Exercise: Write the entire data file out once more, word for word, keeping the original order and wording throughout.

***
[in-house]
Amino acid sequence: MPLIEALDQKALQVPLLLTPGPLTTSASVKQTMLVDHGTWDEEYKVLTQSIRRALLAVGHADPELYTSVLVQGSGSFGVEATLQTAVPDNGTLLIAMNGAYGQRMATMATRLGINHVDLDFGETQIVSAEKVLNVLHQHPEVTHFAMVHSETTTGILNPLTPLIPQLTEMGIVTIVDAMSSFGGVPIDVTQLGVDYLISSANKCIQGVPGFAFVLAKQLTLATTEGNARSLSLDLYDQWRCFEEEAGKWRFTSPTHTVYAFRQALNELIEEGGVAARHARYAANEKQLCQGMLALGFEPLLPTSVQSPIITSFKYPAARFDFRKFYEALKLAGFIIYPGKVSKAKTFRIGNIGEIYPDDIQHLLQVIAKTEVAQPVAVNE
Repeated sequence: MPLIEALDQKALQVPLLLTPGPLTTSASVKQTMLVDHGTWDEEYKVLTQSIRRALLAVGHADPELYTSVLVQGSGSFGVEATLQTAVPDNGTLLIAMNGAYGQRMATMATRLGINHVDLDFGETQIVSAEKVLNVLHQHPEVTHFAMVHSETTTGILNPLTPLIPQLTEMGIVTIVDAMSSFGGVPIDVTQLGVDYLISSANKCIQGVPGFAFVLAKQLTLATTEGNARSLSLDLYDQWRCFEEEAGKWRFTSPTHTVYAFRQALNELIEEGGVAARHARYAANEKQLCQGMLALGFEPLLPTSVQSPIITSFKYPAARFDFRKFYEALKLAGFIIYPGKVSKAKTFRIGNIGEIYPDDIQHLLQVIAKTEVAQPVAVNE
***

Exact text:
[in-house]
Amino acid sequence: MPLIEALDQKALQVPLLLTPGPLTTSASVKQTMLVDHGTWDEEYKVLTQSIRRALLAVGHADPELYTSVLVQGSGSFGVEATLQTAVPDNGTLLIAMNGAYGQRMATMATRLGINHVDLDFGETQIVSAEKVLNVLHQHPEVTHFAMVHSETTTGILNPLTPLIPQLTEMGIVTIVDAMSSFGGVPIDVTQLGVDYLISSANKCIQGVPGFAFVLAKQLTLATTEGNARSLSLDLYDQWRCFEEEAGKWRFTSPTHTVYAFRQALNELIEEGGVAARHARYAANEKQLCQGMLALGFEPLLPTSVQSPIITSFKYPAARFDFRKFYEALKLAGFIIYPGKVSKAKTFRIGNIGEIYPDDIQHLLQVIAKTEVAQPVAVNE
Repeated sequence: MPLIEALDQKALQVPLLLTPGPLTTSASVKQTMLVDHGTWDEEYKVLTQSIRRALLAVGHADPELYTSVLVQGSGSFGVEATLQTAVPDNGTLLIAMNGAYGQRMATMATRLGINHVDLDFGETQIVSAEKVLNVLHQHPEVTHFAMVHSETTTGILNPLTPLIPQLTEMGIVTIVDAMSSFGGVPIDVTQLGVDYLISSANKCIQGVPGFAFVLAKQLTLATTEGNARSLSLDLYDQWRCFEEEAGKWRFTSPTHTVYAFRQALNELIEEGGVAARHARYAANEKQLCQGMLALGFEPLLPTSVQSPIITSFKYPAARFDFRKFYEALKLAGFIIYPGKVSKAKTFRIGNIGEIYPDDIQHLLQVIAKTEVAQPVAVNE